Home

Digital Products

Prints

Apparel

Home & Barware

Gifts


Customer Service



Wiss Surname History



The age-old Scottish surname Wiss was first used by the Strathclyde-Briton people. The Wiss family lived in Stirling.

Early Origins of the Wiss family


The surname Wiss was first found in Stirlingshire, where they held a family seat from very ancient times. William Wishart had a grant of the mill from the Abbey of Cambus Kenneth in the year 1200, and was associated with lands at Conon and Tulloch in 1254. Another William Wishart was a monk at St. Andrews in 1250. The family also held the lands of Kenny Murchardyn in 1279. Sir John Wishart rendered homage in 1296 to King Edward I of England on his brief conquest of Scotland. "Andrew Wycchard (Wyschard or Wychard) of Scotland, a prisoner of war in Hereford Castle, 1305-07 . George Wischart was burned for heresy at St. Andrews, 1545/6, and a later George Wischart was first bishop of Edinburgh after the Restoration and private chaplain and biographer of the marquess of Montrose." [1]CITATION[CLOSE]
Black, George F., The Surnames of Scotland Their Origin, Meaning and History. New York: New York Public Library, 1946. Print. (ISBN 0-87104-172-3)
"The family are of ancient date in Forfarshire, and are descended from Robert, a natural son of David, Earl of Huntingdon, who having gone on a crusade to the Holy Land, was called Guishart, on account of the slaughter he made of the Saracens. Adam Wishart of Logie, was living in 1272." [2]CITATION[CLOSE]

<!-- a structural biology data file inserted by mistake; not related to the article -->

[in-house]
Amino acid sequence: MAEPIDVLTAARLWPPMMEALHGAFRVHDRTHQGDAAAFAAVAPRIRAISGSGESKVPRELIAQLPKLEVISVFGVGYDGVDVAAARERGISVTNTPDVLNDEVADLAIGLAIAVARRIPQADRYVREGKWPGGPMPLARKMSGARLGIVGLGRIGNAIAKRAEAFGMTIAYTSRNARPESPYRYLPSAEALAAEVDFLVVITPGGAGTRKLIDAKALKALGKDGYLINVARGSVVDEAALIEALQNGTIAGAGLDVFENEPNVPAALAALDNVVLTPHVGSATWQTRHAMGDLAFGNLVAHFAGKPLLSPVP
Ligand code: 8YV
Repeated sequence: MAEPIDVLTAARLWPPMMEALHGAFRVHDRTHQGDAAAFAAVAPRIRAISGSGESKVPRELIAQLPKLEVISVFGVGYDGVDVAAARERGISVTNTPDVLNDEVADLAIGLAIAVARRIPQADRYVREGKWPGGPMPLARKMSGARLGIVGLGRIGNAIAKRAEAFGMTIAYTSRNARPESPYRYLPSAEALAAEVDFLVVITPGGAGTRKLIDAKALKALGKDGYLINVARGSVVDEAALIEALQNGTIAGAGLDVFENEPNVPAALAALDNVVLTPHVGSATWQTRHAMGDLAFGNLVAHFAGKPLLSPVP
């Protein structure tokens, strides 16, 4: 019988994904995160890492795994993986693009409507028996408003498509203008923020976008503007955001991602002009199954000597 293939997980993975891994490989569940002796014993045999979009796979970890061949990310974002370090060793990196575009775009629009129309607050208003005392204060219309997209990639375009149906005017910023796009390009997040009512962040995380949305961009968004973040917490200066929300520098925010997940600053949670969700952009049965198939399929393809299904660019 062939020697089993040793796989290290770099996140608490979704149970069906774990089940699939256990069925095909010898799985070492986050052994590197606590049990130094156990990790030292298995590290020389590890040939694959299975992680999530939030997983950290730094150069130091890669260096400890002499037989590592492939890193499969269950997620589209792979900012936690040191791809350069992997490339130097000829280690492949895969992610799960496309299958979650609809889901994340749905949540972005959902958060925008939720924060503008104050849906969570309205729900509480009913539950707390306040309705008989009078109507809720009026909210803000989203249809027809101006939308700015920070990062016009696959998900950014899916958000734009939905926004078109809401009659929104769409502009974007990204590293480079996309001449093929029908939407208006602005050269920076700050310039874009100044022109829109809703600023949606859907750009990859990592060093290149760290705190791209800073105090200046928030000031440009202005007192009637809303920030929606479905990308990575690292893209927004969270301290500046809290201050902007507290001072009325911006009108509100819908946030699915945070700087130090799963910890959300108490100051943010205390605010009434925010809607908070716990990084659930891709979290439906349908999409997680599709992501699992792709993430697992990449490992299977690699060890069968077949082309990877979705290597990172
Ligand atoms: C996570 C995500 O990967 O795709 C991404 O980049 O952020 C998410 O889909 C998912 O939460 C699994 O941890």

Sims, Clifford Stanley The Origin and Signification of Scottish Surnames. 1862. Print.

Early History of the Wiss family


This web page shows only a small excerpt of our Wiss research.
Another 129 words (9 lines of text) covering the years 1592, 1596, 1597, 1593, 1596, 1649, 1513, 1546, 1538 and 1546 are included under the topic Early Wiss History in all our PDF Extended History products and printed products wherever possible.

Wiss Spelling Variations


In Medieval times, spelling and translation were not nearly so highly developed as today. They were generally carried out according to the sound and intuition of the bearer. For that reason spelling variations are extremely common among early Scottish names. Wiss has been spelled Wishart, Wishard, Wychart, Wisehart, Wisheart, Wiseheart and many more.

Early Notables of the Wiss family (pre 1700)


Notable amongst the family at this time was George Wishart (c.1513-1546) famous reformer and martyr. In 1538, while a schoolmaster at a grammar school in Montrose, he incurred a charge of heresy for teaching the Greek New Testament. After spending some time on...
Another 43 words (3 lines of text) are included under the topic Early Wiss Notables in all our PDF Extended History products and printed products wherever possible.

Migration of the Wiss family to Ireland


Some of the Wiss family moved to Ireland, but this topic is not covered in this excerpt. More information about their life in Ireland is included in all our PDF Extended History products and printed products wherever possible.